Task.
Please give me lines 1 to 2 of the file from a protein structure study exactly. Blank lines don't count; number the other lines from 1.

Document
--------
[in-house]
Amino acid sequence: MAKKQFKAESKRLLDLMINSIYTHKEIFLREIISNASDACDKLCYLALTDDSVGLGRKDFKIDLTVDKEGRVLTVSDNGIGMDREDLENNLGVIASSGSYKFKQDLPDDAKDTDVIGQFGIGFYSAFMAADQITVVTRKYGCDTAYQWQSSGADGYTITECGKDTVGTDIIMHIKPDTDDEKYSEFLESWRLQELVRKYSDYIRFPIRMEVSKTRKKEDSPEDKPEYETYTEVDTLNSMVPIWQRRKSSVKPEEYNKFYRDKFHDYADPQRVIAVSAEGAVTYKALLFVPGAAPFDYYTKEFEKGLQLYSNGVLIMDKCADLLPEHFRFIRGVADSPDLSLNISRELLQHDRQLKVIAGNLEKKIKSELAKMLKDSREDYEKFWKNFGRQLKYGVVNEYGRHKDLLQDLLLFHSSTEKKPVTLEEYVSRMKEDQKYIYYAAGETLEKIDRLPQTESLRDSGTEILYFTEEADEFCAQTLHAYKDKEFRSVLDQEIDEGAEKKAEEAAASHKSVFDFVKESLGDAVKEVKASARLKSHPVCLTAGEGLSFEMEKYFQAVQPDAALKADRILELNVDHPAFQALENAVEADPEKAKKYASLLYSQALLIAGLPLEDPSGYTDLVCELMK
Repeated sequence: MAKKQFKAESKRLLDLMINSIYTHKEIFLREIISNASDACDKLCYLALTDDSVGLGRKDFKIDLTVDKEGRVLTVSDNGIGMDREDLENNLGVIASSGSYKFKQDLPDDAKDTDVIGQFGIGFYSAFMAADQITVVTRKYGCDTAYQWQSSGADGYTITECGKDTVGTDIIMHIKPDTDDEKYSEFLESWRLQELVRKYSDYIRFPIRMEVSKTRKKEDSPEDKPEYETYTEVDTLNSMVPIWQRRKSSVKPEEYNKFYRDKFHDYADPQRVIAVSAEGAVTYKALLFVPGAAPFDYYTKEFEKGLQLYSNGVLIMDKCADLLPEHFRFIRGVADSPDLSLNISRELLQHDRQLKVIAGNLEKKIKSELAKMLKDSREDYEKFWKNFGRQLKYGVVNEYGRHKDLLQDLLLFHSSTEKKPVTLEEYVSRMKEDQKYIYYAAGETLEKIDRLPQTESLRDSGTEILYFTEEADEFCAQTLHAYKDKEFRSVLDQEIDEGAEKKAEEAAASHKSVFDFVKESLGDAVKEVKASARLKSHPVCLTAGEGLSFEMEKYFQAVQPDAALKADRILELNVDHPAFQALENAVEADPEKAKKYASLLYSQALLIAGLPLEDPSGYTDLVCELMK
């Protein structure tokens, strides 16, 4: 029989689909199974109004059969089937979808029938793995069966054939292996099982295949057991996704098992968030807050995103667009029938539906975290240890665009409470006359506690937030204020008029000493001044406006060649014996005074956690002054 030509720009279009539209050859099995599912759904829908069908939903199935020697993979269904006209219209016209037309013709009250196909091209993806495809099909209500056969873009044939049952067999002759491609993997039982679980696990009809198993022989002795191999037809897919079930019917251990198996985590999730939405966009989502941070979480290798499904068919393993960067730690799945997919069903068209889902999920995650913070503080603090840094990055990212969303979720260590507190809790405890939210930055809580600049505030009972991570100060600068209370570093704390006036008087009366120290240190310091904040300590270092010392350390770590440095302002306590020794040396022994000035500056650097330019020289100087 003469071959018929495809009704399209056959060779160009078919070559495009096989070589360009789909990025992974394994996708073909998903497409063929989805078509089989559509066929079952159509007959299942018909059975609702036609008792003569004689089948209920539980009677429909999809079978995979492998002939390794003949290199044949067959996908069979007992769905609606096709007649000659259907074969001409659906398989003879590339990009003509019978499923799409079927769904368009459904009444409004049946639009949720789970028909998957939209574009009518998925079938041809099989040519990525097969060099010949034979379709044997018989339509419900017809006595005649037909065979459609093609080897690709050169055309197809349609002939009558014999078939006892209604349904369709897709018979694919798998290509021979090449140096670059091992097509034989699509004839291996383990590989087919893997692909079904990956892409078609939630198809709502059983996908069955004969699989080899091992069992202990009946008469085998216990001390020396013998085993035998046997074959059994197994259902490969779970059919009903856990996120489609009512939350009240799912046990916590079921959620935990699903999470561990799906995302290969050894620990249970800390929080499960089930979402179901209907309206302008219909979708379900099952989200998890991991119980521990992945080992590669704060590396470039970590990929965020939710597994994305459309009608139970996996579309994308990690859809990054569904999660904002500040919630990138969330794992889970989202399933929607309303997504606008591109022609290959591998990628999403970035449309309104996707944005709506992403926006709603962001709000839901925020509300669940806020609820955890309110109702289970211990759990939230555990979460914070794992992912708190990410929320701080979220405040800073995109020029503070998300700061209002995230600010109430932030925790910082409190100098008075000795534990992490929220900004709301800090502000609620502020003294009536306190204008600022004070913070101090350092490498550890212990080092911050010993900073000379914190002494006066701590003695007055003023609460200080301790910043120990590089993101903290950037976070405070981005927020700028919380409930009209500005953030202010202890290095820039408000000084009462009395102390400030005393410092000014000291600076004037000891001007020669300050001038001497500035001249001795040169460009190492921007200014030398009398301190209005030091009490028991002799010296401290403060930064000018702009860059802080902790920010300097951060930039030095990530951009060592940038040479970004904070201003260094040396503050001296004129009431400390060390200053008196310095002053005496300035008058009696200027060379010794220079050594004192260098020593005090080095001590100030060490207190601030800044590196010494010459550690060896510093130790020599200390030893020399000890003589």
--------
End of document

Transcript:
[in-house]
Amino acid sequence: MAKKQFKAESKRLLDLMINSIYTHKEIFLREIISNASDACDKLCYLALTDDSVGLGRKDFKIDLTVDKEGRVLTVSDNGIGMDREDLENNLGVIASSGSYKFKQDLPDDAKDTDVIGQFGIGFYSAFMAADQITVVTRKYGCDTAYQWQSSGADGYTITECGKDTVGTDIIMHIKPDTDDEKYSEFLESWRLQELVRKYSDYIRFPIRMEVSKTRKKEDSPEDKPEYETYTEVDTLNSMVPIWQRRKSSVKPEEYNKFYRDKFHDYADPQRVIAVSAEGAVTYKALLFVPGAAPFDYYTKEFEKGLQLYSNGVLIMDKCADLLPEHFRFIRGVADSPDLSLNISRELLQHDRQLKVIAGNLEKKIKSELAKMLKDSREDYEKFWKNFGRQLKYGVVNEYGRHKDLLQDLLLFHSSTEKKPVTLEEYVSRMKEDQKYIYYAAGETLEKIDRLPQTESLRDSGTEILYFTEEADEFCAQTLHAYKDKEFRSVLDQEIDEGAEKKAEEAAASHKSVFDFVKESLGDAVKEVKASARLKSHPVCLTAGEGLSFEMEKYFQAVQPDAALKADRILELNVDHPAFQALENAVEADPEKAKKYASLLYSQALLIAGLPLEDPSGYTDLVCELMK